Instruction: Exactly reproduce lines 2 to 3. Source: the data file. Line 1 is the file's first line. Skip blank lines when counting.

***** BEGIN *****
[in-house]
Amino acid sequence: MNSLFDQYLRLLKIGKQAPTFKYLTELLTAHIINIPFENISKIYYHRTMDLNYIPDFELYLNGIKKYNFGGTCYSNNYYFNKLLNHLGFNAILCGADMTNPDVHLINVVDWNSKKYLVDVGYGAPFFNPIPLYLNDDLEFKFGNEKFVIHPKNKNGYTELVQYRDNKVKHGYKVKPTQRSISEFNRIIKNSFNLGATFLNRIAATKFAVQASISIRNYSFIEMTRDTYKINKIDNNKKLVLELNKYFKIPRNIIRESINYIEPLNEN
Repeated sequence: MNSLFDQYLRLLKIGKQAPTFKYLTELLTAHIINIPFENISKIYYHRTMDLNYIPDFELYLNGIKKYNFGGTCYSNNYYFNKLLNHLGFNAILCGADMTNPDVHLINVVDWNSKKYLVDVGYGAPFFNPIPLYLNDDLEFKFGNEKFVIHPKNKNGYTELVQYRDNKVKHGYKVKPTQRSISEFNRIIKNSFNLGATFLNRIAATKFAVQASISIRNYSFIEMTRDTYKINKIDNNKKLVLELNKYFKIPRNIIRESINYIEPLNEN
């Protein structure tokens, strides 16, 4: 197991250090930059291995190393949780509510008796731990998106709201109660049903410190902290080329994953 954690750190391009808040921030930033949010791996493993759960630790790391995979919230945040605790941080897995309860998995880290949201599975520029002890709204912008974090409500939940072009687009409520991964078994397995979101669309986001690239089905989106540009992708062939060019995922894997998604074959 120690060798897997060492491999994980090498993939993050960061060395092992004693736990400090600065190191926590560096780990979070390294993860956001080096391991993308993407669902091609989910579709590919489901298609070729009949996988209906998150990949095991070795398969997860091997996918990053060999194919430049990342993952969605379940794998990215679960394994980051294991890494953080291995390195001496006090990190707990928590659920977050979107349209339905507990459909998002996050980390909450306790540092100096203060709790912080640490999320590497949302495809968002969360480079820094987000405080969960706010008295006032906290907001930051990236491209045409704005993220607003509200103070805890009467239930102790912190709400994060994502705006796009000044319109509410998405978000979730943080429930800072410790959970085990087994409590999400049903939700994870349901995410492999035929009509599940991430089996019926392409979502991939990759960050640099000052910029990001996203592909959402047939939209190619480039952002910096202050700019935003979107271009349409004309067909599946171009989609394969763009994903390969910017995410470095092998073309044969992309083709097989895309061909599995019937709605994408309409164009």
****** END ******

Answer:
Amino acid sequence: MNSLFDQYLRLLKIGKQAPTFKYLTELLTAHIINIPFENISKIYYHRTMDLNYIPDFELYLNGIKKYNFGGTCYSNNYYFNKLLNHLGFNAILCGADMTNPDVHLINVVDWNSKKYLVDVGYGAPFFNPIPLYLNDDLEFKFGNEKFVIHPKNKNGYTELVQYRDNKVKHGYKVKPTQRSISEFNRIIKNSFNLGATFLNRIAATKFAVQASISIRNYSFIEMTRDTYKINKIDNNKKLVLELNKYFKIPRNIIRESINYIEPLNEN
Repeated sequence: MNSLFDQYLRLLKIGKQAPTFKYLTELLTAHIINIPFENISKIYYHRTMDLNYIPDFELYLNGIKKYNFGGTCYSNNYYFNKLLNHLGFNAILCGADMTNPDVHLINVVDWNSKKYLVDVGYGAPFFNPIPLYLNDDLEFKFGNEKFVIHPKNKNGYTELVQYRDNKVKHGYKVKPTQRSISEFNRIIKNSFNLGATFLNRIAATKFAVQASISIRNYSFIEMTRDTYKINKIDNNKKLVLELNKYFKIPRNIIRESINYIEPLNEN